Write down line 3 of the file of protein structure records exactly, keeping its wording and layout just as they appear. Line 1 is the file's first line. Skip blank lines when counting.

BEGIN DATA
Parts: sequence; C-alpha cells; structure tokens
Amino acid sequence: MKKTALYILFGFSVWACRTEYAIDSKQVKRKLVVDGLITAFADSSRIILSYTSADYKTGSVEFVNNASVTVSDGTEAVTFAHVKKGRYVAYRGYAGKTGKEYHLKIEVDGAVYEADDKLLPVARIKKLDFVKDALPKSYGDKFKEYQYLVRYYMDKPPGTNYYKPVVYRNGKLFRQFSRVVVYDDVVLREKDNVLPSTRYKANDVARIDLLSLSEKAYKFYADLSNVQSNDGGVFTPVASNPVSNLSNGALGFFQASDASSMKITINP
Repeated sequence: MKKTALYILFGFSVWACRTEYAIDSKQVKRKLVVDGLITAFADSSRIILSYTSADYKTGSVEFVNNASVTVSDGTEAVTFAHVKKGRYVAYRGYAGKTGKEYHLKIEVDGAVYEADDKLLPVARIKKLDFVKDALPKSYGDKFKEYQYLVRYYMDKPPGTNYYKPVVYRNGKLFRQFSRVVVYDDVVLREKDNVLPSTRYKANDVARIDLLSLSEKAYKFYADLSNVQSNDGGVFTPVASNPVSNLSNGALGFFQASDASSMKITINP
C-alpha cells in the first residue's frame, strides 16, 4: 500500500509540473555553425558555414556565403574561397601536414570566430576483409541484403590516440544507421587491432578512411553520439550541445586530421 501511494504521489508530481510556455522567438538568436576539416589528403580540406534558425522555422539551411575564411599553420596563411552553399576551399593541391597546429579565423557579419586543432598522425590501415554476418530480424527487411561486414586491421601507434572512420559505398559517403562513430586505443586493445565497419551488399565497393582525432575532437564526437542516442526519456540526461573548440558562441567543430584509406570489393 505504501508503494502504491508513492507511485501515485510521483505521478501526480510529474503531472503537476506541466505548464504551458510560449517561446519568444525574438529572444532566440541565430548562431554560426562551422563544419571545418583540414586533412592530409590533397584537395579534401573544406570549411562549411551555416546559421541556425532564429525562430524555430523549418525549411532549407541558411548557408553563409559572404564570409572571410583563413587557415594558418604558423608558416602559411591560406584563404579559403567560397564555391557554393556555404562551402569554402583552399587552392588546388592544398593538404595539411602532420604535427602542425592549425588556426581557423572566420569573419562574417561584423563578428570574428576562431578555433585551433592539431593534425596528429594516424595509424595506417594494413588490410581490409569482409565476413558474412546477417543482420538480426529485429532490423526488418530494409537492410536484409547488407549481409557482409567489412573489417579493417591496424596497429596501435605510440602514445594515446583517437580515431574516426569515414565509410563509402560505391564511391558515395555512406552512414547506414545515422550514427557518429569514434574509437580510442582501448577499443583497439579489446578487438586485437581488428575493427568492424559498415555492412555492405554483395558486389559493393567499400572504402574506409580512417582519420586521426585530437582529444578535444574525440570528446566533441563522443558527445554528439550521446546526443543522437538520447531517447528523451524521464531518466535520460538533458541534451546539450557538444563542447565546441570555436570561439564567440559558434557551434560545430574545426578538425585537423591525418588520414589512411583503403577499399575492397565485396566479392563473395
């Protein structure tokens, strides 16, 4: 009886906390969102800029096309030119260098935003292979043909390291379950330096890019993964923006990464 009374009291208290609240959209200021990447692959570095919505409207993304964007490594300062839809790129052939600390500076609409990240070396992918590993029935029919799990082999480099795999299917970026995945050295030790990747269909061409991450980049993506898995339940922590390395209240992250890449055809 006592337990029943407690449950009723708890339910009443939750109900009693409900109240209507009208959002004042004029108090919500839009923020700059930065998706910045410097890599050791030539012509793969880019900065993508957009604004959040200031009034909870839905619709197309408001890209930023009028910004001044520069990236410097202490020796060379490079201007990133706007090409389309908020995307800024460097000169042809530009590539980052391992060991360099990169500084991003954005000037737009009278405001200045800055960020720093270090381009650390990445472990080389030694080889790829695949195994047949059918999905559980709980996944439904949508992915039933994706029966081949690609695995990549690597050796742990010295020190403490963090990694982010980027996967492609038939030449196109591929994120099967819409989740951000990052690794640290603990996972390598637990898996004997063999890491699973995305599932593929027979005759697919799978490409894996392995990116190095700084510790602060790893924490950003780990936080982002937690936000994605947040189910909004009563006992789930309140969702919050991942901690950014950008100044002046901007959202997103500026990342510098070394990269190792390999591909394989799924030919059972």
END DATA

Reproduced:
Repeated sequence: MKKTALYILFGFSVWACRTEYAIDSKQVKRKLVVDGLITAFADSSRIILSYTSADYKTGSVEFVNNASVTVSDGTEAVTFAHVKKGRYVAYRGYAGKTGKEYHLKIEVDGAVYEADDKLLPVARIKKLDFVKDALPKSYGDKFKEYQYLVRYYMDKPPGTNYYKPVVYRNGKLFRQFSRVVVYDDVVLREKDNVLPSTRYKANDVARIDLLSLSEKAYKFYADLSNVQSNDGGVFTPVASNPVSNLSNGALGFFQASDASSMKITINP